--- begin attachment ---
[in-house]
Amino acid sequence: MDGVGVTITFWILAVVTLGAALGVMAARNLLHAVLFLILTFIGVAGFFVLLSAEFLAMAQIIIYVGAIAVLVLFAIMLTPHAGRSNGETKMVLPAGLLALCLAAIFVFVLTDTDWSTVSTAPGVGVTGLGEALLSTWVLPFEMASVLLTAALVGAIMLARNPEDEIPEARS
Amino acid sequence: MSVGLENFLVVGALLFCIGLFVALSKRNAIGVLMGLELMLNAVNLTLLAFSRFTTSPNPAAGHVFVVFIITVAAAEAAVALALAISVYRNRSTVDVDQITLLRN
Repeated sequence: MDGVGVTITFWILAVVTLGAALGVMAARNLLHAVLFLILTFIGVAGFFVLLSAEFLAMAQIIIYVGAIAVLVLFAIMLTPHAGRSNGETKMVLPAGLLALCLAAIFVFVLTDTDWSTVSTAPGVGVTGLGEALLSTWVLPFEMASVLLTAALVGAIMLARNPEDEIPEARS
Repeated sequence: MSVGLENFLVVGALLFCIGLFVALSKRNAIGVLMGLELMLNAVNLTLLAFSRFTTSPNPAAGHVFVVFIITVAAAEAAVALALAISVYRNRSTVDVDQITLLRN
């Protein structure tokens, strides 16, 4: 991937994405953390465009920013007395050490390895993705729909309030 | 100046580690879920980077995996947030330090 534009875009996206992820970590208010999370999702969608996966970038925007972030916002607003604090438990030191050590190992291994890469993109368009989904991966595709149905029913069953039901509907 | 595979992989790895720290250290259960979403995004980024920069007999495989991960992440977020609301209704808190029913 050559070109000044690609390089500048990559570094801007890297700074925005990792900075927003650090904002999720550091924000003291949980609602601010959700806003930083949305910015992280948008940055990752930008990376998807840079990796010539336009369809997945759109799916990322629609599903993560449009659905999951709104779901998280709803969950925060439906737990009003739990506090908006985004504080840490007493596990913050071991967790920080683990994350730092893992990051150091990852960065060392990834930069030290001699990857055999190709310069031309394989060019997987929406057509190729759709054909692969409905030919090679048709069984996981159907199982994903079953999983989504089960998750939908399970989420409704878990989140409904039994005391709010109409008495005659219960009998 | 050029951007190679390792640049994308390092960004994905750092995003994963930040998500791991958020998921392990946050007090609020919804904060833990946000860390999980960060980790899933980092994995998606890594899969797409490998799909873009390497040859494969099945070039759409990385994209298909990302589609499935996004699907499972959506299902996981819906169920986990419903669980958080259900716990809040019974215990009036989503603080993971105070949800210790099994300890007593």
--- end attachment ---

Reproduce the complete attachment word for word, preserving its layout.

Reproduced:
[in-house]
Amino acid sequence: MDGVGVTITFWILAVVTLGAALGVMAARNLLHAVLFLILTFIGVAGFFVLLSAEFLAMAQIIIYVGAIAVLVLFAIMLTPHAGRSNGETKMVLPAGLLALCLAAIFVFVLTDTDWSTVSTAPGVGVTGLGEALLSTWVLPFEMASVLLTAALVGAIMLARNPEDEIPEARS
Amino acid sequence: MSVGLENFLVVGALLFCIGLFVALSKRNAIGVLMGLELMLNAVNLTLLAFSRFTTSPNPAAGHVFVVFIITVAAAEAAVALALAISVYRNRSTVDVDQITLLRN
Repeated sequence: MDGVGVTITFWILAVVTLGAALGVMAARNLLHAVLFLILTFIGVAGFFVLLSAEFLAMAQIIIYVGAIAVLVLFAIMLTPHAGRSNGETKMVLPAGLLALCLAAIFVFVLTDTDWSTVSTAPGVGVTGLGEALLSTWVLPFEMASVLLTAALVGAIMLARNPEDEIPEARS
Repeated sequence: MSVGLENFLVVGALLFCIGLFVALSKRNAIGVLMGLELMLNAVNLTLLAFSRFTTSPNPAAGHVFVVFIITVAAAEAAVALALAISVYRNRSTVDVDQITLLRN
């Protein structure tokens, strides 16, 4: 991937994405953390465009920013007395050490390895993705729909309030 | 100046580690879920980077995996947030330090 534009875009996206992820970590208010999370999702969608996966970038925007972030916002607003604090438990030191050590190992291994890469993109368009989904991966595709149905029913069953039901509907 | 595979992989790895720290250290259960979403995004980024920069007999495989991960992440977020609301209704808190029913 050559070109000044690609390089500048990559570094801007890297700074925005990792900075927003650090904002999720550091924000003291949980609602601010959700806003930083949305910015992280948008940055990752930008990376998807840079990796010539336009369809997945759109799916990322629609599903993560449009659905999951709104779901998280709803969950925060439906737990009003739990506090908006985004504080840490007493596990913050071991967790920080683990994350730092893992990051150091990852960065060392990834930069030290001699990857055999190709310069031309394989060019997987929406057509190729759709054909692969409905030919090679048709069984996981159907199982994903079953999983989504089960998750939908399970989420409704878990989140409904039994005391709010109409008495005659219960009998 | 050029951007190679390792640049994308390092960004994905750092995003994963930040998500791991958020998921392990946050007090609020919804904060833990946000860390999980960060980790899933980092994995998606890594899969797409490998799909873009390497040859494969099945070039759409990385994209298909990302589609499935996004699907499972959506299902996981819906169920986990419903669980958080259900716990809040019974215990009036989503603080993971105070949800210790099994300890007593």